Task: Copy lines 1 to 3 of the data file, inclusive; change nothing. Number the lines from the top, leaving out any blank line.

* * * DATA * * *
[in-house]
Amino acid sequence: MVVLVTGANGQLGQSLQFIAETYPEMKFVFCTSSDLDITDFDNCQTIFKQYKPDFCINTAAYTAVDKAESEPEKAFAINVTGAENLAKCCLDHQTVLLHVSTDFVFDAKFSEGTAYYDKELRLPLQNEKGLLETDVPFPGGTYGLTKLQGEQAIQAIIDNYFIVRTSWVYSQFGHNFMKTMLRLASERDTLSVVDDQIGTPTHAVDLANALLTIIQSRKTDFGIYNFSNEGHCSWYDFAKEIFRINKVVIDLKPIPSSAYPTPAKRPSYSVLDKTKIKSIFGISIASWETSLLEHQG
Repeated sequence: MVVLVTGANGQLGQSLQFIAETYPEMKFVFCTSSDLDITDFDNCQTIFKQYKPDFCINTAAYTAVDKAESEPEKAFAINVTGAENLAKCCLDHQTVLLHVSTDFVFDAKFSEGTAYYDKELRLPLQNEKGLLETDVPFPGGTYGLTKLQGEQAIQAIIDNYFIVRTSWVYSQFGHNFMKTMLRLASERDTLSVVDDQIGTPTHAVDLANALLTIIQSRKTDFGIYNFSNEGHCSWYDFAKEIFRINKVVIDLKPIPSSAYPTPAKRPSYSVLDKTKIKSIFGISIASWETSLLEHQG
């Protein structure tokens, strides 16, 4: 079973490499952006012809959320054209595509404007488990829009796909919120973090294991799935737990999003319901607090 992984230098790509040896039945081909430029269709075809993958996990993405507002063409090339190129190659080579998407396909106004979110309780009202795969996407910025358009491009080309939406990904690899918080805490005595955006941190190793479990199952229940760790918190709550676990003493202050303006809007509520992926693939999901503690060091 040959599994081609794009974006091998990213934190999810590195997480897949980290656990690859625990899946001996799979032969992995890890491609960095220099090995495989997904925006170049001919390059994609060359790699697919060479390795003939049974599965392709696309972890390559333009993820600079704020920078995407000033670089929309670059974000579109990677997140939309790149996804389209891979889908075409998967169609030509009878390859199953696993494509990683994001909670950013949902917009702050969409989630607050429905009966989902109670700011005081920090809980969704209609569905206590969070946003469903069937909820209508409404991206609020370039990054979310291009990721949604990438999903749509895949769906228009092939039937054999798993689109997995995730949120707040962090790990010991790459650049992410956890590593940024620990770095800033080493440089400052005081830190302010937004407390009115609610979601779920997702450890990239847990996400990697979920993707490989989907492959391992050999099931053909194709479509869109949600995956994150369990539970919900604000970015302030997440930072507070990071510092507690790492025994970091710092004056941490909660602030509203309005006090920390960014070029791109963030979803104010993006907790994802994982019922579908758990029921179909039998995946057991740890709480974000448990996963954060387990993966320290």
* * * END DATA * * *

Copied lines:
[in-house]
Amino acid sequence: MVVLVTGANGQLGQSLQFIAETYPEMKFVFCTSSDLDITDFDNCQTIFKQYKPDFCINTAAYTAVDKAESEPEKAFAINVTGAENLAKCCLDHQTVLLHVSTDFVFDAKFSEGTAYYDKELRLPLQNEKGLLETDVPFPGGTYGLTKLQGEQAIQAIIDNYFIVRTSWVYSQFGHNFMKTMLRLASERDTLSVVDDQIGTPTHAVDLANALLTIIQSRKTDFGIYNFSNEGHCSWYDFAKEIFRINKVVIDLKPIPSSAYPTPAKRPSYSVLDKTKIKSIFGISIASWETSLLEHQG
Repeated sequence: MVVLVTGANGQLGQSLQFIAETYPEMKFVFCTSSDLDITDFDNCQTIFKQYKPDFCINTAAYTAVDKAESEPEKAFAINVTGAENLAKCCLDHQTVLLHVSTDFVFDAKFSEGTAYYDKELRLPLQNEKGLLETDVPFPGGTYGLTKLQGEQAIQAIIDNYFIVRTSWVYSQFGHNFMKTMLRLASERDTLSVVDDQIGTPTHAVDLANALLTIIQSRKTDFGIYNFSNEGHCSWYDFAKEIFRINKVVIDLKPIPSSAYPTPAKRPSYSVLDKTKIKSIFGISIASWETSLLEHQG